Yes. EIDL funds may be used to pay fixed debts, payroll, accounts payable, employee sick leave, and other bills that cannot be paid due to the impact of COVID-19. The funds cannot be used to refinance long term debts incurred prior to COVID-19, make payments on other loans owned by another federal agency or the SBA, pay tax penalties or non-tax criminal/civil fines, or repair physical damages.

How Can My Business or Non-Profit Apply for an EIDL?

Applicants may apply online at https://disasterloan.sba.gov/ela or download and print the application materials and mail it in to the SBA. There is no cost to apply and, if approved, you are not obligated to accept the funds.

Note that due to the surge in the volume of applications, you may encounter delays in accessing the SBA’s website and submitting your application.

Are There Any Other Resources Available to Help My Small Business?

Yes. On March 25, the United States Senate unanimously passed the third phase of Coronavirus-related relief legislation, the “Coronavirus Aid, Relief, and Economic Security Act” or “CARES Act.” The House passed the package by an overwhelming vote on Friday, March 27, and President Trump signed the bill into law that same day.

The CARES Act expands eligibility for access to EIDL’s for certain businesses with 500 or fewer employees as well as individuals operating as a sole proprietor or independent contractor. The CARES Act also waives a number of borrower-eligibility requirements for the EIDL program and allows an eligible entity who has applied for an EIDL to request an immediate advance on that loan of a maximum of $10,000. The SBA will be required to distribute the advance within three (3) days and the applicant would not be required to repay the advance even if the underlying EIDL loan is ultimately denied.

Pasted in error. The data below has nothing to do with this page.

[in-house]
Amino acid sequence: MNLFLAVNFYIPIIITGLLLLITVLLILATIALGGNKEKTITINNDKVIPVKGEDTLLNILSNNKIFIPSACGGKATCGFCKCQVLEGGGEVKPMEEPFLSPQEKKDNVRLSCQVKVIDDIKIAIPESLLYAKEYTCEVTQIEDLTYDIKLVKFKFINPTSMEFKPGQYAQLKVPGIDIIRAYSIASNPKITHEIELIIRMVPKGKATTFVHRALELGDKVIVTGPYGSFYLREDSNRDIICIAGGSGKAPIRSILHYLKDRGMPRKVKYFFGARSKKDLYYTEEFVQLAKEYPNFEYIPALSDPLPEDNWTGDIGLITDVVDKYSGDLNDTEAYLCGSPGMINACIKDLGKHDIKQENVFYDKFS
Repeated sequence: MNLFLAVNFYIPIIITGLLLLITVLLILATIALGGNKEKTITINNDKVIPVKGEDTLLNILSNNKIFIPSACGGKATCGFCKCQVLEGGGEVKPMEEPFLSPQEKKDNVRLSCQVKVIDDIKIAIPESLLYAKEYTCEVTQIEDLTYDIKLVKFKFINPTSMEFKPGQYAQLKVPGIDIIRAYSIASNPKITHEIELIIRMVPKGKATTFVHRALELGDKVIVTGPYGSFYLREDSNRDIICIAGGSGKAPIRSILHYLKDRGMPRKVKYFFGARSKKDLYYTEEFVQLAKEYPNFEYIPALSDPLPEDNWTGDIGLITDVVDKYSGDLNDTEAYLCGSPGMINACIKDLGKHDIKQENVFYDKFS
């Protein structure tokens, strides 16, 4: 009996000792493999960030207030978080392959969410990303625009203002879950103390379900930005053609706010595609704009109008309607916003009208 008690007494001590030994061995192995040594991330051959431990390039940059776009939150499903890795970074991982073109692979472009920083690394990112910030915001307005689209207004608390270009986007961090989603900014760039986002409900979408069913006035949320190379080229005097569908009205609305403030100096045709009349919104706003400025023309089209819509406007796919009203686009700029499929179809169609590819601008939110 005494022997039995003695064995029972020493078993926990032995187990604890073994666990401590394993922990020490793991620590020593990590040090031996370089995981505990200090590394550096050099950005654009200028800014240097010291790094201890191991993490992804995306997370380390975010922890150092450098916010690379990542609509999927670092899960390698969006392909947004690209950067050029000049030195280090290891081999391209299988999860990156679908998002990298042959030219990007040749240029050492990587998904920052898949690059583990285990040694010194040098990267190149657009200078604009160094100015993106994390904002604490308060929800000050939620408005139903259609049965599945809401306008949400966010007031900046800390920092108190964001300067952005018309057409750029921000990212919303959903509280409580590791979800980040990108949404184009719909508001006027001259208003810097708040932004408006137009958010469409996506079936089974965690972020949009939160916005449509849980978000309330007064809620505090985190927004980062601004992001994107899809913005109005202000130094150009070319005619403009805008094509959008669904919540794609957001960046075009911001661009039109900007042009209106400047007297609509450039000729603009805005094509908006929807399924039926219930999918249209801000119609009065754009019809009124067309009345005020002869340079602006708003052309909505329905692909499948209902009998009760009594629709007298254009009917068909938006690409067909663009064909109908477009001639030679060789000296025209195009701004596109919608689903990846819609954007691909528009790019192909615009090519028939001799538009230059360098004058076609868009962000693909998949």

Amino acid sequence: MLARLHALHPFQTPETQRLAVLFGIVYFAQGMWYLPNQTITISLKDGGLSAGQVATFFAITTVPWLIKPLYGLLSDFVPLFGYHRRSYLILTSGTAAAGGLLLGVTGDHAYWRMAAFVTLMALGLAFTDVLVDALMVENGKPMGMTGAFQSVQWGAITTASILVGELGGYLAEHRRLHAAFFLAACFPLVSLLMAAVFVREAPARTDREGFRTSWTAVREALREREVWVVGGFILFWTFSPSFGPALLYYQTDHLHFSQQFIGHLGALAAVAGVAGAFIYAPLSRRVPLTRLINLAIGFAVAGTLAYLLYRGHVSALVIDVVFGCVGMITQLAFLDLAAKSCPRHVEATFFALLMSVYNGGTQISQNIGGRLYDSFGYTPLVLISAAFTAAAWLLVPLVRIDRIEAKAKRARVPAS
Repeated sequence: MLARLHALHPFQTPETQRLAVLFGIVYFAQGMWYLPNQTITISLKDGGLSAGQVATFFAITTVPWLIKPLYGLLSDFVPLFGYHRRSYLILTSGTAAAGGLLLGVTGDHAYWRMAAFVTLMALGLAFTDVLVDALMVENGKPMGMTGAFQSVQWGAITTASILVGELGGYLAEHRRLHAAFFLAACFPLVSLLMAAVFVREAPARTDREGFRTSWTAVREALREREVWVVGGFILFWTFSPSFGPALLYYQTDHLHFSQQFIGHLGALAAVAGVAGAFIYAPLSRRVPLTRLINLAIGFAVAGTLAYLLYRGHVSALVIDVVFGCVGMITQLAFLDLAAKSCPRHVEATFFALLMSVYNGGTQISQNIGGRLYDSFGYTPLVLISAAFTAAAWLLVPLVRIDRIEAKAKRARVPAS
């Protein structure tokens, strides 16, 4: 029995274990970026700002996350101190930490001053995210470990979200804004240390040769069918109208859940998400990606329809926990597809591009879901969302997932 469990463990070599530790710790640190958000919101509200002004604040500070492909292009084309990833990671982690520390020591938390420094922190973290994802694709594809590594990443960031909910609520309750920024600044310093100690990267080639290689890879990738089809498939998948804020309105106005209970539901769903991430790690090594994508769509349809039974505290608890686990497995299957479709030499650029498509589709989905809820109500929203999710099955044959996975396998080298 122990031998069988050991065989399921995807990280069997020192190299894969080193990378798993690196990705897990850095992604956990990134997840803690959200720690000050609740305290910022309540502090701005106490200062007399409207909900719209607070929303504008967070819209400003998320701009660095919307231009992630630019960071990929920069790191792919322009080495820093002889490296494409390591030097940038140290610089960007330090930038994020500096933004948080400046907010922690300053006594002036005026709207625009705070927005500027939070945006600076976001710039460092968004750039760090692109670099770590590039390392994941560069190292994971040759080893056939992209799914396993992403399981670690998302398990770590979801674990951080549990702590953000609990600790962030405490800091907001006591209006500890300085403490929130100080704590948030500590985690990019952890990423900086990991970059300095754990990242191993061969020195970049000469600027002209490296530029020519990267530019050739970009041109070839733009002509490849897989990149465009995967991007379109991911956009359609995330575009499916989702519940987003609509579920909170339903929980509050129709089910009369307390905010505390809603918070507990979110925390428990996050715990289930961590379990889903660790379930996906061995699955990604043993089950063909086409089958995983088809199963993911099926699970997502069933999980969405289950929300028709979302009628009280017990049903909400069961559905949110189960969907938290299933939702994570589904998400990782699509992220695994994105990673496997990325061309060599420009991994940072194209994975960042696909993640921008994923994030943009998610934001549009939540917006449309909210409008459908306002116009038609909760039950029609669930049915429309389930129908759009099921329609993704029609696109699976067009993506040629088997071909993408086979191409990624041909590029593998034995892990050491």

In addition to the modifications to the EIDL program, the CARES Act makes significant changes to the 7(a)-loan program, SBA’s primary program for offering financial assistance to small businesses. Among other things, the CARES Act increases the maximum loan amount on SBA’s 7(a) loans to $10 million, expands the permitted uses of the funds, and offer partial loan forgiveness. Specifically, borrowers may be eligible for loan forgiveness for an amount spent by borrower during the eight-week period following the loan origination date, so long as the amounts spent fall into one of the following categories: (1) payroll costs (which may include employees that make over $100,000 but prorated); (2) interest payment on any mortgage incurred before Feb. 15, 2020; (3) rent on any lease in force before Feb. 15, 2020; and (4) utilities for which service began before Feb. 15, 2020.

For those businesses that are not eligible for these new SBA loans there are numerous other forms of business assistance contained in the CARES Act, all designed to provide critical cash flow and liquidity to businesses during the COVID-19 emergency. These new programs include, amending prior returns to obtain additional refunds, tax credits for the employer’s share of the Social Security Tax, and tax deferrals for both Social Security and self-employment taxes. These tax benefits are not allowed where the employer has had a covered loan forgiven as discussed above.

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Stoll Keenon Ogden understands that these are trying times for our clients and our country. Our firm operations have continued uninterrupted and our attorneys are equipped to serve as we always have – for over 120 years.

Attorneys with Stoll Keenon Ogden PLLC’s Bankruptcy and Financial Restructuring Group would be happy to help assist small businesses and their creditors.

Please also be sure to consult the Stoll Keenon Ogden Coronavirus Resource webpage for additional articles and information related to the latest information on new laws and directives enacted by federal, state, and local governments in response to the Coronavirus pandemic.